Postradiation Sarcoma

Postradiation Sarcoma

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A late effect of ionizing radiation is the development of sarcoma within the field of irradiation, referred to as postradiation sarcoma (PRS). Ionizing radiation has had many varied uses in medicine. In early years, besides being employed in the treatment of a variety of malignancies, radiation was used to treat benign conditions, such as acne, fungal infections, eczema, and various bone diseases. [1, 2, 3, 4, 5, 6, 7, 8, 9]

Advances in cancer treatment in recent years have included intensive multiagent chemotherapy and irradiation. [10] Despite significant medical use of radiation therapy, PRS is an uncommon tumor. The overall incidence of PRS is lower than 1% for patients with cancer who are treated with radiation and survive 5 years. [10] Although the implication for individual patients is significant, little doubt exists that the benefits of ionizing radiation therapy far outweigh the potential risks of developing sarcomas.

The diagnosis of PRS generally is based on the following criteria:

PRS can occur with orthovoltage (low-energy) and megavoltage (high-energy) radiation. With orthovoltage radiation, the dosages are lower and the latent periods longer. The threshold dose for PRS is not known, though in most published series, a dose of 40-60 Gy has been reported. [2, 11, 12] Development of PRS also is influenced by other factors, including genetic tendency and influence of chemotherapeutic agents.

Ionizing radiation is thought to act via genetic alterations, including mutations of p53 and retinoblastoma (Rb) genes. Experimental studies revealed p53 gene alterations or increased p53 messenger ribonucleic acid (mRNA) levels in murine PRS. [13]

A study by Mentzel et al used fluorescence in situ hybridization (FISH) to analyze angiosarcomas and atypical vascular lesions occurring after treatment of breast cancer. [14] In all postradiation cutaneous angiosarcomas, FISH analysis revealed MYC amplification in a variable number of counted nuclei; MYC amplification was not seen in any of the other cases. The authors concluded that MYC amplification may be an important diagnostic tool for distinguishing postradiation cutaneous angiosarcomas from atypical vascular lesions after radiotherapy.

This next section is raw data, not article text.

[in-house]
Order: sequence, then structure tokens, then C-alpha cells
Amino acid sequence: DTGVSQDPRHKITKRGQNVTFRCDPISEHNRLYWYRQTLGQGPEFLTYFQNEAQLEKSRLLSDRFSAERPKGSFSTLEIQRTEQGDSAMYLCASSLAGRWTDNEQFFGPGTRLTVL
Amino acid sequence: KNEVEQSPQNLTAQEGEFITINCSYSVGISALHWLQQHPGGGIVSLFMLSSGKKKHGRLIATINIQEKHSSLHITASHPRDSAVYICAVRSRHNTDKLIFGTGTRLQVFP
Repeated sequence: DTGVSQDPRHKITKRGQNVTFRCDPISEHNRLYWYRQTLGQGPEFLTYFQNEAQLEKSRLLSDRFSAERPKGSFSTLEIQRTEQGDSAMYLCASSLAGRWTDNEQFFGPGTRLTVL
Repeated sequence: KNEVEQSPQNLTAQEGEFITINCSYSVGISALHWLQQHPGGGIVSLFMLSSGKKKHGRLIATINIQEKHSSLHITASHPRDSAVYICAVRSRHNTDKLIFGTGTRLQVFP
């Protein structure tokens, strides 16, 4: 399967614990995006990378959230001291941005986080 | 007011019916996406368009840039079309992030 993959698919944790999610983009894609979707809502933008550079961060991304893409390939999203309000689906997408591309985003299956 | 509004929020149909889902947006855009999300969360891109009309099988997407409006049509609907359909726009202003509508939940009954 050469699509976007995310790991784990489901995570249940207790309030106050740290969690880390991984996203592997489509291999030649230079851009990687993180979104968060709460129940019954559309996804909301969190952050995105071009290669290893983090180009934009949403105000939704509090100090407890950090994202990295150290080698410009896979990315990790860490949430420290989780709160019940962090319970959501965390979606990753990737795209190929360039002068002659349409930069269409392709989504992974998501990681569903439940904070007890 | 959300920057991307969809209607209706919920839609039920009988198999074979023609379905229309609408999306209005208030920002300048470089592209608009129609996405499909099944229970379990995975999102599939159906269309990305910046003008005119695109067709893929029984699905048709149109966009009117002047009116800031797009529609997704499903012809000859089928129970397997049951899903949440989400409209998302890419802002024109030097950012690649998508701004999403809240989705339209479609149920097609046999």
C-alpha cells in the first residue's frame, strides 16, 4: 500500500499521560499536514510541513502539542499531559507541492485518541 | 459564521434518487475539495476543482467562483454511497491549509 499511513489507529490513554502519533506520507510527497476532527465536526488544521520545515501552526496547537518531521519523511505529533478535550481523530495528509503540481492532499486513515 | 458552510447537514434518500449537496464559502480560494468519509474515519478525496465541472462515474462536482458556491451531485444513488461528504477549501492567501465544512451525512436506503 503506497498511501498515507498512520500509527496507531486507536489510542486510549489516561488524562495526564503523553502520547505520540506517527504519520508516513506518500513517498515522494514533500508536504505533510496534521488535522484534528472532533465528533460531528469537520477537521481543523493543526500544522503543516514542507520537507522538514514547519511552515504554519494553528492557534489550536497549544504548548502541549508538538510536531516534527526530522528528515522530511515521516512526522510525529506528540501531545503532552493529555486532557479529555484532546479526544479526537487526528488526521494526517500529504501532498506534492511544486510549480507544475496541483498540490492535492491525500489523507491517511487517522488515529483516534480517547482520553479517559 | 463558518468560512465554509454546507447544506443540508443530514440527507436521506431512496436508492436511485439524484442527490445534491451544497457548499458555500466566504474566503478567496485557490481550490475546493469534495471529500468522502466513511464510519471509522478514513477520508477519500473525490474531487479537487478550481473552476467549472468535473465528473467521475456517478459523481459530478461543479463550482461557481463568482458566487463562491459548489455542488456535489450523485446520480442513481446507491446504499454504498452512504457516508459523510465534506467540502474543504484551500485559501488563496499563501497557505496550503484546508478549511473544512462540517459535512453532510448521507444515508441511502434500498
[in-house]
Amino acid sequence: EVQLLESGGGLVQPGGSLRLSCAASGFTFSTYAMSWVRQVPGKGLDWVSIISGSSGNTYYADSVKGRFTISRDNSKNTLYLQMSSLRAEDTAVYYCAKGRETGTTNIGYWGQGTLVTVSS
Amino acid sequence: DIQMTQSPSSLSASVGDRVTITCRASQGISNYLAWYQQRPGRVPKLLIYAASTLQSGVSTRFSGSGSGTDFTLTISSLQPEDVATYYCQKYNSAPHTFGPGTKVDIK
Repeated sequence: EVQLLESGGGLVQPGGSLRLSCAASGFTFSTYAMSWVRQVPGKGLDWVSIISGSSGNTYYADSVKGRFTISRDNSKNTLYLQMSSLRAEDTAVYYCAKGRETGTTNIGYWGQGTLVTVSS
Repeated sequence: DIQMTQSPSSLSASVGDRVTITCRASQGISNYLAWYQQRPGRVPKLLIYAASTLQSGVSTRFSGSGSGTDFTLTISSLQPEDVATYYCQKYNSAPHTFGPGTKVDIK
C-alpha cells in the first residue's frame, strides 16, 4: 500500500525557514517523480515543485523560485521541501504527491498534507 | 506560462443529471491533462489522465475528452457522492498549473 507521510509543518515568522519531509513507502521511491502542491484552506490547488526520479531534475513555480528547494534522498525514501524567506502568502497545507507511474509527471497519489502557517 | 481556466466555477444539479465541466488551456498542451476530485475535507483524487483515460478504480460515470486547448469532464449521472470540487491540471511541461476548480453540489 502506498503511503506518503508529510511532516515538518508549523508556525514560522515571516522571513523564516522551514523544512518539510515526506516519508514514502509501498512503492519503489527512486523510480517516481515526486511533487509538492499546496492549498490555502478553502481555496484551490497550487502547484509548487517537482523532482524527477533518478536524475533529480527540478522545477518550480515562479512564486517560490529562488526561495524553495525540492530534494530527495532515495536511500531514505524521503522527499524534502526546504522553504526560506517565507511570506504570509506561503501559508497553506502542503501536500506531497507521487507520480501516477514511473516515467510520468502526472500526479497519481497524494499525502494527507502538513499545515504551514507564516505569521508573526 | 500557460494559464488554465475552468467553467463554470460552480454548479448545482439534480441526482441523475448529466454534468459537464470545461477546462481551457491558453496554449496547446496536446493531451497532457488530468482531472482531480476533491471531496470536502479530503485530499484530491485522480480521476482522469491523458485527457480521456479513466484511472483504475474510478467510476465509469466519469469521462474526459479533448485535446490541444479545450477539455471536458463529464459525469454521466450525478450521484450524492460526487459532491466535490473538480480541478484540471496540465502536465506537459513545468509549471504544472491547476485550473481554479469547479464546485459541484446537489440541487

A study by Laé et al found that C-MYC amplification was able to distinguish postradiation breast angiosarcomas from primary breast angiosarcomas, even though the two lesions were morphologically indistinguishable. [15]

Whereas ionizing radiation is the triggering factor (with 40-60 Gy believed to be the threshold dose), other factors (eg, genetic tendency, concomitant use of chemotherapeutic agents, and various factors as yet unknown) appear to be responsible for the development of PRS.

If the criteria listed above (see Background) are followed strictly, the overall US incidence of PRS in patients who survive longer than 5 years following radiation therapy is about 0.1%. In one large series, the incidence was reported to be 0.11% following orthovoltage radiation therapy and 0.09% following megavoltage radiation therapy. [10]